I believe John Maxwell suggested that ‘intuition’ be listed as one of his 21 Leadership laws in the best seller ‘The 21 Irrefutable Laws of Leadership’. Leaders today are in desperate need of developing and exercising this skill. Unfortunately, much like speed to a football player, intuition for a leader is not a classroom product.
Intuition is a skill that must be developed through the time honored educational process termed – effort. Certain skills can be imparted by intense academic study. But, this valuable asset is one that can’t be taught. Does that mean you either have it or you don’t? Not necessarily. Like an ability to walk and talk, we all have the starter kit. (And let’s escape the thought of a mystical third eye in our definition of intuition).
What intuition is not. A hunch, a vibe, or a feeling. It is more likely looking deeply, thinking thoroughly, and having an exceptional sense of perception.
What can good intuition do for you? It can help you anticipate and avoid a great customer firing you because they feel neglected. Or, it can help you identify a cancerous morale drain in your employee base. It may even help you identify the next great employee, despite what the surface impression may suggest.
As a leadership skill, it must be cultivated. As I mentioned earlier, we all have a starter kit. It is simply what we do with it that will determine if we excel in developing a keen sense of intuition.
Why is intuition a void in the marketplace? Because we rely too much on shortcuts and quick fixes. We are in a scan and search culture to be sure. We collect data, make decisions, and move to the next dilemma. The current ‘survive until it gets better’ mentality does nothing to massage the use of intuition either. One of the keys is how we obtain our information, and who we let navigate us with it. Good leaders know how to stay away from making blunders that are birthed in reckless and irresponsible suggestions.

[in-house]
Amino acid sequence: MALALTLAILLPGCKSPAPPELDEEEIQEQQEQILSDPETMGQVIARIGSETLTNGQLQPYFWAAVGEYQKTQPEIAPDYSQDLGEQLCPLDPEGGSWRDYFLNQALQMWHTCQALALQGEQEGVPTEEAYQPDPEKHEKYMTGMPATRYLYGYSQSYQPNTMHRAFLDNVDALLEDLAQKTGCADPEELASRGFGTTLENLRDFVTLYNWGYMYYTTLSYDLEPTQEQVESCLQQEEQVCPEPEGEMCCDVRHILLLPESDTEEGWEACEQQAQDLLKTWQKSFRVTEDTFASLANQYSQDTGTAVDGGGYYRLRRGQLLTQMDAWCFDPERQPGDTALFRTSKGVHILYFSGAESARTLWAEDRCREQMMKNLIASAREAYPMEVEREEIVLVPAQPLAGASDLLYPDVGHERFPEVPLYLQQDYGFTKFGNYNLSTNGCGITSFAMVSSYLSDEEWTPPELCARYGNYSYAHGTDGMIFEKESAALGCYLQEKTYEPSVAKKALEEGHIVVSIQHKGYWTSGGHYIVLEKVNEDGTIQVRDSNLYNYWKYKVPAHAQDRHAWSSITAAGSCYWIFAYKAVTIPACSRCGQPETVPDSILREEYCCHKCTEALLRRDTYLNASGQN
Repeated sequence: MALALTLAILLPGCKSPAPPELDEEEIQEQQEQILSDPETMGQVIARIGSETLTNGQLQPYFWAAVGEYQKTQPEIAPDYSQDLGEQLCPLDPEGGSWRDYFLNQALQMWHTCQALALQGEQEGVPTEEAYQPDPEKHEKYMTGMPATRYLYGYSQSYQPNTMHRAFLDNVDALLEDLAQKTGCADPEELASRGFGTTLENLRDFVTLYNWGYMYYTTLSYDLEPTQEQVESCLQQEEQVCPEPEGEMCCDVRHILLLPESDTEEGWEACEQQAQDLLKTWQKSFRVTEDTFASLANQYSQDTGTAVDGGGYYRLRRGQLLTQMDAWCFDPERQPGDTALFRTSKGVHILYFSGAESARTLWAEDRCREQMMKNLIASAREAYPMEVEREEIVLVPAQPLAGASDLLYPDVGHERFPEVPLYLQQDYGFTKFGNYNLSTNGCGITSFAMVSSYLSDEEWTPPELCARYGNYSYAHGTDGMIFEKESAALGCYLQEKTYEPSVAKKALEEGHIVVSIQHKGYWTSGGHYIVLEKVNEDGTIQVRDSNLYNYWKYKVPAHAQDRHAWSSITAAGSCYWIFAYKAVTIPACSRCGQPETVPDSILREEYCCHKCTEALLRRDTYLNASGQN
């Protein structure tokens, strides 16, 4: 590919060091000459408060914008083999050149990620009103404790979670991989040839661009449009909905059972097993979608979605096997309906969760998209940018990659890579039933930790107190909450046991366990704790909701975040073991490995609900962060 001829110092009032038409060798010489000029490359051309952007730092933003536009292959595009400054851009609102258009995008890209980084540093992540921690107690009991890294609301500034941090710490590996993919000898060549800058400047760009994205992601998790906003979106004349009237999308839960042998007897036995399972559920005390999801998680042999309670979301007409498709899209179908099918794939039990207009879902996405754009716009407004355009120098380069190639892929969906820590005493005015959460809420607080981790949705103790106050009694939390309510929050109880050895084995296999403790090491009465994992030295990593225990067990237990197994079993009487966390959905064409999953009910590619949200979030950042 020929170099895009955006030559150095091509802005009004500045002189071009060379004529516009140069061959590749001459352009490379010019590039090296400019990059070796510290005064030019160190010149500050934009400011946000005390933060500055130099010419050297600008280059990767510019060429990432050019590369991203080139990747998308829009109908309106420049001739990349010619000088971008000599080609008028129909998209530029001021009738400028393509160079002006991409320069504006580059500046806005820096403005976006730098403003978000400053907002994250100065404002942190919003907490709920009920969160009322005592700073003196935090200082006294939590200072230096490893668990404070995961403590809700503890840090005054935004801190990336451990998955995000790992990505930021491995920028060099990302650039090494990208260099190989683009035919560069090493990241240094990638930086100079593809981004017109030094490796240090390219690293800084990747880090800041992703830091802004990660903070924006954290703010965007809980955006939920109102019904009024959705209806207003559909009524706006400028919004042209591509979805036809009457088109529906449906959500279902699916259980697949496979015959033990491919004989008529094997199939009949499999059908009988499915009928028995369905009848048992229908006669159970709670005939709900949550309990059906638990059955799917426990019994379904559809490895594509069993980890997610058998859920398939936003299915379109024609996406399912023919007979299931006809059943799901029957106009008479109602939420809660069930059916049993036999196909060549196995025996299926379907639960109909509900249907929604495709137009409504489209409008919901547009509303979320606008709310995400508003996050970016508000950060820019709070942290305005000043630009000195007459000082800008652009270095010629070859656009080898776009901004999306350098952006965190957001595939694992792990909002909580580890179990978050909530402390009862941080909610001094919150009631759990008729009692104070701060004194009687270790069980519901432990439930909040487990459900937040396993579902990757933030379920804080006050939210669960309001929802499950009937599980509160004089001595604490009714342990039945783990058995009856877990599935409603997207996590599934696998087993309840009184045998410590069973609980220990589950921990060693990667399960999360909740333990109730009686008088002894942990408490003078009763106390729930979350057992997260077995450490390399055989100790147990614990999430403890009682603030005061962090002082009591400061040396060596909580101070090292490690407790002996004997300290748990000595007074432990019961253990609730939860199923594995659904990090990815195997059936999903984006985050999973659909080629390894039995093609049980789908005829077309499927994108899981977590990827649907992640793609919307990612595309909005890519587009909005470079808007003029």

Rule number one: Know how to filter the information. If we only skim the surface we will never find the submarines….or the torpedoes.
Rule number two: Qualify the sources. What are the personal interests or objectives to be gained by those feeding you ‘the facts’? Look out for those who constantly want to throw others under the bus. Don’t rely on employees looking out for their own interest to feed you the most accurate information. And listen, really listen. Never make a quick assessment and then only seek information that will support it. The natural impulse is to quickly dismiss and throw out anything to the contrary. And that could be your biggest mistake.
Rule number three: Don’t be lazy. Often we blame time compression for our bad choices. If we swing at curve ball or let someone ‘juke us’, we must accept the responsibility and focus. Make a priority of looking more deeply than the average bear, and you will find that skill set of Leader Intuition mature into one of your best assets.